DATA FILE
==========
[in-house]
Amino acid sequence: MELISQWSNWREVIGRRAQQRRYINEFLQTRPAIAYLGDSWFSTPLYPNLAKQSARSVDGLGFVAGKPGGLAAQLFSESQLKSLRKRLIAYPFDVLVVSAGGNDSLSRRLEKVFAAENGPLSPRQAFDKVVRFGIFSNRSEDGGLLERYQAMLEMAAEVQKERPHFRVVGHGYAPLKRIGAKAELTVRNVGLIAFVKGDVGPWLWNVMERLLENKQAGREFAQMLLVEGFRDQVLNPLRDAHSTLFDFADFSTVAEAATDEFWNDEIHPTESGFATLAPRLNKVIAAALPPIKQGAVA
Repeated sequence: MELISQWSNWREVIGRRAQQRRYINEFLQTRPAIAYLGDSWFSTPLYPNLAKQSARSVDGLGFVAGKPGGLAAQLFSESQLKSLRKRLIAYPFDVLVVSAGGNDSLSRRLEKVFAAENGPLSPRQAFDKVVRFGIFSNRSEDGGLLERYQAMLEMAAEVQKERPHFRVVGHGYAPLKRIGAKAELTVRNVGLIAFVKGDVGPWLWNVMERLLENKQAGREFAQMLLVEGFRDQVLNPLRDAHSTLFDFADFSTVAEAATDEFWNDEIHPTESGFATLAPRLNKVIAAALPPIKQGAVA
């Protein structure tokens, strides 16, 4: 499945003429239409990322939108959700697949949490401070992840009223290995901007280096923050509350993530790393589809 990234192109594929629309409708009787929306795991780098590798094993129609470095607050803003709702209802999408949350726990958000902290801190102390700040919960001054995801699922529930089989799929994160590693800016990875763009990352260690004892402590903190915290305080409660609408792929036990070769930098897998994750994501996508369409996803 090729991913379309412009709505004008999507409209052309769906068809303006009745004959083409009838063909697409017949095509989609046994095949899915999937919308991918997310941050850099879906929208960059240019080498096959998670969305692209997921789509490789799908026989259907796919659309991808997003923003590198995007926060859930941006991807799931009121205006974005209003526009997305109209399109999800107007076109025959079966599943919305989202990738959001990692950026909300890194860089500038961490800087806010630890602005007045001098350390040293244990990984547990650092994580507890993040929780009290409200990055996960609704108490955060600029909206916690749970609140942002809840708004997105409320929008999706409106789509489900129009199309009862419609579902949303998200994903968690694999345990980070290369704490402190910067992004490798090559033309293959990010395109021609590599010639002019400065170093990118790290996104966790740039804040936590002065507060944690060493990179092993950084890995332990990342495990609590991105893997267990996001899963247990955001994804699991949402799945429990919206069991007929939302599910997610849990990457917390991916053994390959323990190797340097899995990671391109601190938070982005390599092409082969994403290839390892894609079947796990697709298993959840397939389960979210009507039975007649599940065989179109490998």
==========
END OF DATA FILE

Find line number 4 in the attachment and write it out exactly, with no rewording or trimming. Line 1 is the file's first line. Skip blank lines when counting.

């Protein structure tokens, strides 16, 4: 499945003429239409990322939108959700697949949490401070992840009223290995901007280096923050509350993530790393589809 990234192109594929629309409708009787929306795991780098590798094993129609470095607050803003709702209802999408949350726990958000902290801190102390700040919960001054995801699922529930089989799929994160590693800016990875763009990352260690004892402590903190915290305080409660609408792929036990070769930098897998994750994501996508369409996803 090729991913379309412009709505004008999507409209052309769906068809303006009745004959083409009838063909697409017949095509989609046994095949899915999937919308991918997310941050850099879906929208960059240019080498096959998670969305692209997921789509490789799908026989259907796919659309991808997003923003590198995007926060859930941006991807799931009121205006974005209003526009997305109209399109999800107007076109025959079966599943919305989202990738959001990692950026909300890194860089500038961490800087806010630890602005007045001098350390040293244990990984547990650092994580507890993040929780009290409200990055996960609704108490955060600029909206916690749970609140942002809840708004997105409320929008999706409106789509489900129009199309009862419609579902949303998200994903968690694999345990980070290369704490402190910067992004490798090559033309293959990010395109021609590599010639002019400065170093990118790290996104966790740039804040936590002065507060944690060493990179092993950084890995332990990342495990609590991105893997267990996001899963247990955001994804699991949402799945429990919206069991007929939302599910997610849990990457917390991916053994390959323990190797340097899995990671391109601190938070982005390599092409082969994403290839390892894609079947796990697709298993959840397939389960979210009507039975007649599940065989179109490998």